An eating disorder is a set of physiological disturbances, but it is also a “memeplex”: a group of memes that are better are getting passed on when they hang out together than they would be individually. The anorexic memeplex includes: the “thinner is better” meme (always a winner these days), the “ignoring hunger means being in control” meme, all the memes for specific dietary and exercise tricks that support getting/staying thin, the “ana” identity bundle, etc. These memes get passed on through imitation, and they strengthen each other by association.
Think of an Instagram post that includes an image of extreme thigh gap plus the “anabuddy” and “legspo” hashtags and maybe a high-arousal bit of copy-me messaging. The combination makes the package more likely to get passed on and to encourage other actions, like changed diet or exercise habits, more so than does a leg shot or an “eat less” instruction would on its own.
The successful copying may give a brief hedonic hit to the person whose post is shared and liked and/or the person who performs the instructed action, but primarily it benefits the anorexic memeplex. The same thing is playing out all the time offline, and wherever anorexia is benefiting, it’s fairly safe to say that you are not—at least beyond the timescale of minutes. Asking the question “who or what benefits?”, therefore, can sharpen your attention to the flows of reward and its costs, and help you turn a more sceptical lens even on murky issues like whether eating meat really makes sense.
There’s a limit, though, to how much we can learn just by thinking. More can always be learned by acting. I don’t have much good to say about 12-step programmes, in any context let alone eating disorder recovery, but I do really like one thing I came across in their documentation. This is a quote from “Sobriety is surrender” (2013), where being “sober” means not engaging in eating-disordered habits:
In order to get sober it is usually best to let go of vegetarianism, at least for a while, simply because our disease is so tricky and can easily masquerade as something ethical or sacred, and we can be fully deceived by it. About half our vegetarian members who let go and ate meat in early sobriety discovered that vegetarianism had been a way to feel in control of their bodies and/or their feelings, even though they didn’t think so before they surrendered. The other half learned that it truly had nothing to do with controlling their bodies, just as they had suspected prior to letting go of their restrictions. The problem was that there was no way to determine beforehand which half a given individual would fall into!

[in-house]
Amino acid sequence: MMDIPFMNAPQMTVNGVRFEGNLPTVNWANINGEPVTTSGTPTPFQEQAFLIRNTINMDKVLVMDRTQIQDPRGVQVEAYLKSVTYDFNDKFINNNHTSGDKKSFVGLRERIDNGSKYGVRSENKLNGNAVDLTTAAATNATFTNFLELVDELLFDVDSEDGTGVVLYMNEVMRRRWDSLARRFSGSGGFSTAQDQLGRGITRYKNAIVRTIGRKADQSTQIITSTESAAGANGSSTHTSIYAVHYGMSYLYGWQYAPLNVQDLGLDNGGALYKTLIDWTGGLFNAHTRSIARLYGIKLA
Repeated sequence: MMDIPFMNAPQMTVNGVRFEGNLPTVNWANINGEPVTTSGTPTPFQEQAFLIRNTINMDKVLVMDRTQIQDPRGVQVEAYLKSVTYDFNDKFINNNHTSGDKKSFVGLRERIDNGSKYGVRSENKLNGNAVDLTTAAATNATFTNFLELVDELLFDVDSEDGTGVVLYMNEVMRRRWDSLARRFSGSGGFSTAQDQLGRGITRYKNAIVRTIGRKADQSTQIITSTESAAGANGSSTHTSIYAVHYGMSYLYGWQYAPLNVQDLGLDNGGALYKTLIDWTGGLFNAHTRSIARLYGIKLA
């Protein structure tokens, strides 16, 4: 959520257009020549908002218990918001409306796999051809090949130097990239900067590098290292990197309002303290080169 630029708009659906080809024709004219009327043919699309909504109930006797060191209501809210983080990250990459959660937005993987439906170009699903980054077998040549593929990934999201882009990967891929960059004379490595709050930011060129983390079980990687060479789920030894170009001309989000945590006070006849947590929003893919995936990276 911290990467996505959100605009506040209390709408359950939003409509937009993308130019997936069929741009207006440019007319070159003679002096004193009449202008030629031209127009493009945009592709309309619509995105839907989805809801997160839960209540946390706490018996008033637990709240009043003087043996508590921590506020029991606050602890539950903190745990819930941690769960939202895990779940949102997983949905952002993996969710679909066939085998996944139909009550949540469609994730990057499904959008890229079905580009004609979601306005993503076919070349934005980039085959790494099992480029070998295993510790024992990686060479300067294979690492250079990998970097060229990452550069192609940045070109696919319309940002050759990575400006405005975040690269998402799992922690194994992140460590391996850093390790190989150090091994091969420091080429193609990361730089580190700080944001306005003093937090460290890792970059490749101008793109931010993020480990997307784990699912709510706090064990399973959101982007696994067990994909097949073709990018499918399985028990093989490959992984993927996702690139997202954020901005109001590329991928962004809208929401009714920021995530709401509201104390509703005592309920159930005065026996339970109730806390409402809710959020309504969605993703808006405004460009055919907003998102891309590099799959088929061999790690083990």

I think the invitation to perform the test, to be sceptical of your own self-talk, is as spot-on here as it usually is: You learn something whatever happens. You could say you’re not willing to give yourself a chance to learn because the poor animals or the poor planet matter too much, but if you make the effort to get the most expensive meat you can find, the animal probably had a much happier life than yours is, and the planet is robust enough to absorb your burger. Is it really the animals/planet you cared about, or is it the eating-disordered part of yourself? What happens to the eating-disordered part of you when something that may or may not be supporting it is taken away? Only one way to find out!
Taking the action that will provide an answer is a powerful way to follow up on the cognitive question-asking and -answering. If you like, the answers you may generate to the "who or what benefits?" question are hypotheses (e.g. "I think I benefit because I feel good about being ethically responsible, and I think my eating disorder doesn't benefit because wanting to be ethically responsible has nothing to do with wanting to be thin or in control"). The only way to test the hypotheses is to adjust one variable and observe the results (e.g. either you feel sick every time you eat meat and your restrictive impulses remain unchanged, or on the third try it tastes better and you realize you have more energy and that you're now also experimenting with some other energy-dense foods you hadn't eaten for ages). An experiment in letting-go is needed to find out.
In the next installment we’ll consider the next step in this train of reasoning, which is the importance of asking whether you really care enough to find out.
Anorexics and Bulimics Anonymous. (2013). "Sobriety is surrender." What does THAT mean? Full text here.
Blackmore, S.J. (1999). The meme machine. Oxford: Oxford University Press. Google Books preview here.
Blackmore, S. (2019). Gene and meme. In: Choe, J.C. (Ed.), Encyclopedia of animal behavior (2nd ed.). vol. 1, pp. 67–74. Elsevier, Academic Press. Complete Google Books preview here.